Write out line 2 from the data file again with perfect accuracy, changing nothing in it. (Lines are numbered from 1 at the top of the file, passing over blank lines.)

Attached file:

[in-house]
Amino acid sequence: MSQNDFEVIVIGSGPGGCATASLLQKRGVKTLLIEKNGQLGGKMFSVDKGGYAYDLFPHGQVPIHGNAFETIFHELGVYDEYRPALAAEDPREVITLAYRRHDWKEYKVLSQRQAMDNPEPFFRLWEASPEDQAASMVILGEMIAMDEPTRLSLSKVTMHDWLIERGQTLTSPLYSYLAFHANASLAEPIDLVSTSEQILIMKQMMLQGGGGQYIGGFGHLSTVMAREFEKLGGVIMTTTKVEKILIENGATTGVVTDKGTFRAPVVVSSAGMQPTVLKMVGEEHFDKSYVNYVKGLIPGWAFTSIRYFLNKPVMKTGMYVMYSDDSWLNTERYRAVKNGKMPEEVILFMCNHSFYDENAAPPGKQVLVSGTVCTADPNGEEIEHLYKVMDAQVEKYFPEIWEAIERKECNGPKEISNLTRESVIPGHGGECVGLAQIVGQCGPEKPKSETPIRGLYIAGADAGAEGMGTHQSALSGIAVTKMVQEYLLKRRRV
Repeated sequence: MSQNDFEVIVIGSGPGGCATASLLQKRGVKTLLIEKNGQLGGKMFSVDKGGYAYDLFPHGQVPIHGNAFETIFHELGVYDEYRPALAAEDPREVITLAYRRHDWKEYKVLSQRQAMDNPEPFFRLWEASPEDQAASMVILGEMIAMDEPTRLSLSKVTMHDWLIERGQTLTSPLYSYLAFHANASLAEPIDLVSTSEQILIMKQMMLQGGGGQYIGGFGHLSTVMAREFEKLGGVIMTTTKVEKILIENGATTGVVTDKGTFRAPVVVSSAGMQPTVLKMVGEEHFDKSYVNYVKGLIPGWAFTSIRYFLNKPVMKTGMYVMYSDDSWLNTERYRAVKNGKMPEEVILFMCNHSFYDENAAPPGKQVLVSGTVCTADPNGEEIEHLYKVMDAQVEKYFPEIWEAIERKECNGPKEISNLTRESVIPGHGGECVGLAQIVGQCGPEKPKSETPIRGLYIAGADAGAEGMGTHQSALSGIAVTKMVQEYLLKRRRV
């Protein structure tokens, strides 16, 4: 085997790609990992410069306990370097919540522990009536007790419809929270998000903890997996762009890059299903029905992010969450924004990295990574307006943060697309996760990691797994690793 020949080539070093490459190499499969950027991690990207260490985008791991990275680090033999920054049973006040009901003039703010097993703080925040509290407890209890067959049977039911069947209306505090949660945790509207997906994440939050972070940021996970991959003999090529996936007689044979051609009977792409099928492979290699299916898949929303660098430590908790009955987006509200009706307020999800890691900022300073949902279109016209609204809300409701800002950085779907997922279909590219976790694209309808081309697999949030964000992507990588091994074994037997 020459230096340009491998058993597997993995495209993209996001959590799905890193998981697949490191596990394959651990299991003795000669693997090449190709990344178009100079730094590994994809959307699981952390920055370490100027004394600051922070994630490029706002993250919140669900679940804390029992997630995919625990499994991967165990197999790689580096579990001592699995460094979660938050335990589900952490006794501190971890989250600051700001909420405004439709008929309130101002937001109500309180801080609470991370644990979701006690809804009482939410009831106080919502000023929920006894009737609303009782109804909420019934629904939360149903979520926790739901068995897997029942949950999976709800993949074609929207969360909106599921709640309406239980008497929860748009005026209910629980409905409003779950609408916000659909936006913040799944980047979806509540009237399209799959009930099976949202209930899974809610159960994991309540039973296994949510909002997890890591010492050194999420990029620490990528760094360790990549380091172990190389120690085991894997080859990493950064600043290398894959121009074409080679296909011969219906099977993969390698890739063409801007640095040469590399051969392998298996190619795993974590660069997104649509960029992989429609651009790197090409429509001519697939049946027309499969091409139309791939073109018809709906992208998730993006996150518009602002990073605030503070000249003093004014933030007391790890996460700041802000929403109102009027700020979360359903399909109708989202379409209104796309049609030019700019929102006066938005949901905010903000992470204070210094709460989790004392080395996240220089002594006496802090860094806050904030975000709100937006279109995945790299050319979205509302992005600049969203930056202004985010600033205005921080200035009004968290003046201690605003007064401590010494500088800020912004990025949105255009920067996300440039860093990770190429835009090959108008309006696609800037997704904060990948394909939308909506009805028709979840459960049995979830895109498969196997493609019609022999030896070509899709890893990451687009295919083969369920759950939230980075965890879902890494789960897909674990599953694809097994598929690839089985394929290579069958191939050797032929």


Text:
Amino acid sequence: MSQNDFEVIVIGSGPGGCATASLLQKRGVKTLLIEKNGQLGGKMFSVDKGGYAYDLFPHGQVPIHGNAFETIFHELGVYDEYRPALAAEDPREVITLAYRRHDWKEYKVLSQRQAMDNPEPFFRLWEASPEDQAASMVILGEMIAMDEPTRLSLSKVTMHDWLIERGQTLTSPLYSYLAFHANASLAEPIDLVSTSEQILIMKQMMLQGGGGQYIGGFGHLSTVMAREFEKLGGVIMTTTKVEKILIENGATTGVVTDKGTFRAPVVVSSAGMQPTVLKMVGEEHFDKSYVNYVKGLIPGWAFTSIRYFLNKPVMKTGMYVMYSDDSWLNTERYRAVKNGKMPEEVILFMCNHSFYDENAAPPGKQVLVSGTVCTADPNGEEIEHLYKVMDAQVEKYFPEIWEAIERKECNGPKEISNLTRESVIPGHGGECVGLAQIVGQCGPEKPKSETPIRGLYIAGADAGAEGMGTHQSALSGIAVTKMVQEYLLKRRRV